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Forthcoming events and conferences

The Eccles Centre for American Studies regularly organises and supports conferences, seminars, lectures and other events on North American and transatlantic themes, often in partnership with other institutions and organisations.


Symposium: Alaska, the Arctic and the US Imagination

When Monday 16 March 2015, 09:30-17:30
Where British Library Conference Centre

To mark the British Library exhibition Lines in the Ice and the United States’ 2015 role as Chair of the Arctic Council, the Eccles Centre is organising a one-day symposium on the US and the Arctic. Looking at the history of American interest in the Arctic, as well as its contemporary relationship with the area, the symposium asks what the roots of this enchantment are as well as how the Arctic influences the US view of itself and the rest of the world.

The keynote address will be provided by Dr Michael Robinson (Hillyer College, University of Hartford), author of The Coldest Crucible: Arctic Exploration and American Culture.

Sessions will cover new work on the Arctic by postgraduate researchers, artistic representations of the Arctic, the Arctic in popular culture and the role of the Arctic in historical and contemporary US politics. The full programme is available here.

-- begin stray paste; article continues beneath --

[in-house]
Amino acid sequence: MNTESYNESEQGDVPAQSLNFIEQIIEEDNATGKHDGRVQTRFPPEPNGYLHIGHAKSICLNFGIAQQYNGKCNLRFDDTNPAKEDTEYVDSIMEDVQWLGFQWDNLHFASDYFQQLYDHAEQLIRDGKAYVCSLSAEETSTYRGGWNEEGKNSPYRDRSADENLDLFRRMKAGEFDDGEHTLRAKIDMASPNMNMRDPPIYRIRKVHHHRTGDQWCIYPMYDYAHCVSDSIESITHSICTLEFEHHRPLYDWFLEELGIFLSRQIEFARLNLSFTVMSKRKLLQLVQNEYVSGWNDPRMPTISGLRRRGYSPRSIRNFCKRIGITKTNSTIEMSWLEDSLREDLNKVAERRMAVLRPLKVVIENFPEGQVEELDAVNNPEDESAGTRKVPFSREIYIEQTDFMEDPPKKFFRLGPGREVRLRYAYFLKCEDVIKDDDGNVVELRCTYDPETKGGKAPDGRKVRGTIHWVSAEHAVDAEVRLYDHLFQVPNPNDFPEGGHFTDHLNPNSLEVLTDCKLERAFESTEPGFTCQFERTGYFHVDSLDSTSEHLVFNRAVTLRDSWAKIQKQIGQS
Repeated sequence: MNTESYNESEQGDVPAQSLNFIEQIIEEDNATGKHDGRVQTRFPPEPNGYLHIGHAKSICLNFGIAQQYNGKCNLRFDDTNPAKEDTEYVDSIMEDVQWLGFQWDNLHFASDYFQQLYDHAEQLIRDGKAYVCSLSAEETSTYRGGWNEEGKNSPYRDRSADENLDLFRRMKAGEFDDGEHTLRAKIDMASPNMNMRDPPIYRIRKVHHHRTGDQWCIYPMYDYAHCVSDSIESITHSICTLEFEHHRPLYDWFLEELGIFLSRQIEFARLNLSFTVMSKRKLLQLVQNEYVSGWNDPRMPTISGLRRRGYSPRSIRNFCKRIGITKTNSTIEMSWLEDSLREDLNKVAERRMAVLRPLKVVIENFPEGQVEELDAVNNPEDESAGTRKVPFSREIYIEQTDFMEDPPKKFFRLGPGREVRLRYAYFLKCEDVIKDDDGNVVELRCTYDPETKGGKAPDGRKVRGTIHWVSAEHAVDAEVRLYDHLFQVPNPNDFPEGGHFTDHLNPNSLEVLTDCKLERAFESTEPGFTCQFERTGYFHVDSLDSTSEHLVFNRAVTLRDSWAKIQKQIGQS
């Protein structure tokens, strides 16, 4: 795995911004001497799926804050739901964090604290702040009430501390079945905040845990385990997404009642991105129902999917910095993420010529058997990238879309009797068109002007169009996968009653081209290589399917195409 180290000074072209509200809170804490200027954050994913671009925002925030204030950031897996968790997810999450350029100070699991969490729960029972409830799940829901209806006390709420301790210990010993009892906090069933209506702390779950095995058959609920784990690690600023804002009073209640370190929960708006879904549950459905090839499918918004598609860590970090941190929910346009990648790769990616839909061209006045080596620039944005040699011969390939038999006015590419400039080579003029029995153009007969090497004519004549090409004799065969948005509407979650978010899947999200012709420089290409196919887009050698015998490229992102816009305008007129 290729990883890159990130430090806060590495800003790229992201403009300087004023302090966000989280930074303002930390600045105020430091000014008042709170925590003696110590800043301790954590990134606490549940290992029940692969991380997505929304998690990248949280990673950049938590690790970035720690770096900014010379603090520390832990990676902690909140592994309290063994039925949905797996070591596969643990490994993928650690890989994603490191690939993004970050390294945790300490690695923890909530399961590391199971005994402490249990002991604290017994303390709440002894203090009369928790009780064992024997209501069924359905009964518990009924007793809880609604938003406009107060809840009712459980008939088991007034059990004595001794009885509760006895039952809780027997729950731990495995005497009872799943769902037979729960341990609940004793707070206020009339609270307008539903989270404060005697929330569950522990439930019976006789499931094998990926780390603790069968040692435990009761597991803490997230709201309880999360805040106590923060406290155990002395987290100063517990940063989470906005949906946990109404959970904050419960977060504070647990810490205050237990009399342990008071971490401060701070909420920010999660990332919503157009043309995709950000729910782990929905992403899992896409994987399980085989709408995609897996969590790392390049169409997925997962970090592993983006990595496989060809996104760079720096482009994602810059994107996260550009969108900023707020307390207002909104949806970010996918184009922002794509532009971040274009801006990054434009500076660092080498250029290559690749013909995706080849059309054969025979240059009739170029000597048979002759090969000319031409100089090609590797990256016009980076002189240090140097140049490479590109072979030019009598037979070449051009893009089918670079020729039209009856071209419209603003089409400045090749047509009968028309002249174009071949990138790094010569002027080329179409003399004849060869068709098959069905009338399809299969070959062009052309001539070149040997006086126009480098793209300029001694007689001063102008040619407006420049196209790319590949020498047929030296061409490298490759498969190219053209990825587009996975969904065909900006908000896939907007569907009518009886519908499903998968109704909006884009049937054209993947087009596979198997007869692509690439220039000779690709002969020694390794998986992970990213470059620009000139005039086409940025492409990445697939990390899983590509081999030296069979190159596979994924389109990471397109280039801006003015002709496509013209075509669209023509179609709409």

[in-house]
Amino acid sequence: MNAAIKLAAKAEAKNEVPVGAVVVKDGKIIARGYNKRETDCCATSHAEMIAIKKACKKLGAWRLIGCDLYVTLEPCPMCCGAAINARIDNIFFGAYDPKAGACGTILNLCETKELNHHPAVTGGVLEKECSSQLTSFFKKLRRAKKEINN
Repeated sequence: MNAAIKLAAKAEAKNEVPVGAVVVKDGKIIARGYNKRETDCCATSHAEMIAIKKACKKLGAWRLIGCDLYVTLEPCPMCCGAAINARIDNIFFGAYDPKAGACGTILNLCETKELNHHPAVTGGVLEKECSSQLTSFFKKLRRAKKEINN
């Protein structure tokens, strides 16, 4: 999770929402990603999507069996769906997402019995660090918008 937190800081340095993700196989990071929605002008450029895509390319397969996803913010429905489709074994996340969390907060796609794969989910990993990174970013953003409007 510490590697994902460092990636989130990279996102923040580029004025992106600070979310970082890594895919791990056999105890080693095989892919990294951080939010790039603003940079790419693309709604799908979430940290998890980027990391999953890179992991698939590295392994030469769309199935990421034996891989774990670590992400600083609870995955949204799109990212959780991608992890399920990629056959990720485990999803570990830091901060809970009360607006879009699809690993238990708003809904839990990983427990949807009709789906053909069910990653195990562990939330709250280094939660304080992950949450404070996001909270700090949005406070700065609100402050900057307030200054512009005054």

Enquiries about the symposium should be sent to the organisers Dr Philip Hatfield (Curator for Canadian and Caribbean Collections and lead curator for ‘Lines in the Ice’) and Dr Cara Rodway (Eccles Centre for American Studies).

The delegate fee for the one-day symposium is £10 full price (£5 for students). This includes lunch and refreshments.

The conference will be followed by an evening discussion on The Future of the Arctic, organised in collaboration with the United States Embassy and the Canadian High Commission. All conference attendees and speakers are invited to attend (complimentary tickets will be issued on the day to those wishing to stay).

Eventbrite - Alaska, the Arctic and the US Imagination


Panel Discussion: The Future of the Arctic

When Monday 16 March 2015, 18:30-20:00
Where British Library Conference Centre
Price £10/£8/£7 Book via the BL Box Office

Marking the United States' 2015 role as Chair of the Arctic Council, this panel discussion and Q&A will consider the future of one of the planet's last great frontiers. The panellists will explore the political and environmental challenges and emerging opportunities arising from significant increases in Arctic activity as sea ice diminishes and a new Arctic environment emerges.